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Constitutional rule is a new blow for Libya

There is no doubt that the Supreme Constitutional Court ruling to dissolve the Tobruk parliament cobbled together by Haftar and Sisi, and cancelling its associated government, as well as all agreements made during its term, is considered to be a blow to Al-Sisi’s coup regime. This is especially so because his government in Cairo insisted on spearheading the counter-revolution across the border in Libya led by Haftar and remnants of Gaddafi’s regime against the February 14 revolutionaries who overthrew the latter. Coup leader Al-Sisi and his regional supporters want to eliminate the Arab revolutions and eradicate anything associated with the Arab Spring. They fear that the revolutionary winds will reach their own countries, which are on the verge of exploding, and blow away their weak regimes. Hence, they are supporting all the counter revolutions in the region with money and weapons in order to return repressive tyrants to power, in a reflection of how they govern their own people.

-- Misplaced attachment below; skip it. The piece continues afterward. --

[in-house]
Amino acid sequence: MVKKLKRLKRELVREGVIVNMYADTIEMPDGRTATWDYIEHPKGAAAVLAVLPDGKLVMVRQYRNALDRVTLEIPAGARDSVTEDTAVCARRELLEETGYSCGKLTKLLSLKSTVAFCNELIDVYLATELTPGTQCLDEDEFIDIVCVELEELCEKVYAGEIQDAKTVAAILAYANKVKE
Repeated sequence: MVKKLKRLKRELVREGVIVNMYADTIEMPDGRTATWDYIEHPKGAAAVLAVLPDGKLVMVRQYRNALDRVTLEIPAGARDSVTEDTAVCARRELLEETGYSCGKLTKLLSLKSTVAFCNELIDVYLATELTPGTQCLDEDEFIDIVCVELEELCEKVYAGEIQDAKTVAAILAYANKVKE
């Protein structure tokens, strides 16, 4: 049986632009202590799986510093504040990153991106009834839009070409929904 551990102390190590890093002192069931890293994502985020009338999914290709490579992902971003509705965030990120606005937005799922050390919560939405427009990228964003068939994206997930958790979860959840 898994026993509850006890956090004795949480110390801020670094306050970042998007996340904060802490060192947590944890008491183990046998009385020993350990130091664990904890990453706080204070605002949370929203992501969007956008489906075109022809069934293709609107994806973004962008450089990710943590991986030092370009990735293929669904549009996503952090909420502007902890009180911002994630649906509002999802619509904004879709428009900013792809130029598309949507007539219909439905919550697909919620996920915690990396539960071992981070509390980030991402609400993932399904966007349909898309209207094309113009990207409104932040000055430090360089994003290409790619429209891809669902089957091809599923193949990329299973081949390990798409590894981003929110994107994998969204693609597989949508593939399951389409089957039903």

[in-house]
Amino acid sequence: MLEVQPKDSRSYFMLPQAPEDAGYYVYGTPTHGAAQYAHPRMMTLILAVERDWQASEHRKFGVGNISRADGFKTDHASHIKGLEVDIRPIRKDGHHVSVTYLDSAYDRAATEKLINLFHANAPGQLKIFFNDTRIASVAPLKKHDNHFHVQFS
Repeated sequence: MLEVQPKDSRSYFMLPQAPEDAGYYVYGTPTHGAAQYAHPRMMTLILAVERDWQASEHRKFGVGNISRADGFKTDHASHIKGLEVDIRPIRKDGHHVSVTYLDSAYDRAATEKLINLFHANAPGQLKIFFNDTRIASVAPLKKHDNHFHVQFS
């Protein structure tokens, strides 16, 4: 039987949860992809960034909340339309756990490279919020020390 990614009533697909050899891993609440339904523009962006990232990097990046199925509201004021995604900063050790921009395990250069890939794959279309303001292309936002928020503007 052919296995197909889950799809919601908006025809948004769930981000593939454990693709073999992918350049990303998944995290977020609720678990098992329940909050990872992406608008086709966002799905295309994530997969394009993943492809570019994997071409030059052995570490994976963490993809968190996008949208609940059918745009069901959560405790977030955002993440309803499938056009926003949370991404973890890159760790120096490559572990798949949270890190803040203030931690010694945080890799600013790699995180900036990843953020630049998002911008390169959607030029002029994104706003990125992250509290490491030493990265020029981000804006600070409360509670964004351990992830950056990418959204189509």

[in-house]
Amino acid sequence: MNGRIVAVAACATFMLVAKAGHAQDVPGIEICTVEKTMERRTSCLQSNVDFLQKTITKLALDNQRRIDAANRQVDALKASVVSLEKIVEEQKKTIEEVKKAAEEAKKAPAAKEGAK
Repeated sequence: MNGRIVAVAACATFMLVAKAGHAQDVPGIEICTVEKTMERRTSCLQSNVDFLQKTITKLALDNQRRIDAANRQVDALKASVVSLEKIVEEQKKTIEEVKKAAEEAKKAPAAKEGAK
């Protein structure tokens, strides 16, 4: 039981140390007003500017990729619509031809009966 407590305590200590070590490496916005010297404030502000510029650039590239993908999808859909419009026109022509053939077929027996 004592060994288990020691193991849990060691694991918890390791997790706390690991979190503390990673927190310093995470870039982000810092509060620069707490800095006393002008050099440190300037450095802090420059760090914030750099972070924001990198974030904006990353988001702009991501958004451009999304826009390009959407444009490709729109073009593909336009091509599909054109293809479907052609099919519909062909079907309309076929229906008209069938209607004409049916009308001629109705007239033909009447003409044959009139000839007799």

This conspiratorial alliance, which Al-Sisi is spearheading in its battle with the Arab Spring, was dealt a harsh blow by Libya’s Constitutional Court, which proved that the judiciary is sound and untainted by politics, unlike its neighbour. In Egypt, the judiciary has slipped into a swamp of disgrace, making it a laughing stock around the world. I salute the Libyan judiciary and shower shame on the Egyptian judiciary that has become so corrupt.

Al-Sisi’s regime concluded several military and security agreements with the Tobruk government by which it will help and train the Libyan army. These agreements also give Egypt the right to intervene in Libya militarily to protect it from any danger, and consider the Dawn of Libya forces a threat that must be fought. The regime was not in need of such agreements because Egypt is already providing military and logistical aid by allowing the UAE air force to use its airfields from which they fly sorties to bomb the Libyan people in Tripoli, Benghazi and other areas controlled by the revolutionaries. The coup-controlled media refuses to refer to them as such, saying instead that they are “gunmen” and “terrorists”.

Al-Sisi’s regime has sided with the minority of Libyans who only control 10 per cent of their country’s territory. He has opted not to follow Algeria’s lead, which chose the political route in order to resolve the Libya crisis; indeed, Al-Sisi is trying to widen and expand the crisis by means of his blatant one-sided support. It is as if he is seeking actively to increase the division within Libya, just as he did in Egypt on the way to dividing the country. He wants to have a “loyal” country on Egypt’s western border even though his dream of Libya being completely overthrown and handed over to Haftar and his supporters has been crushed.

The views expressed in this article belong to the author and do not necessarily reflect the editorial policy of Middle East Monitor.

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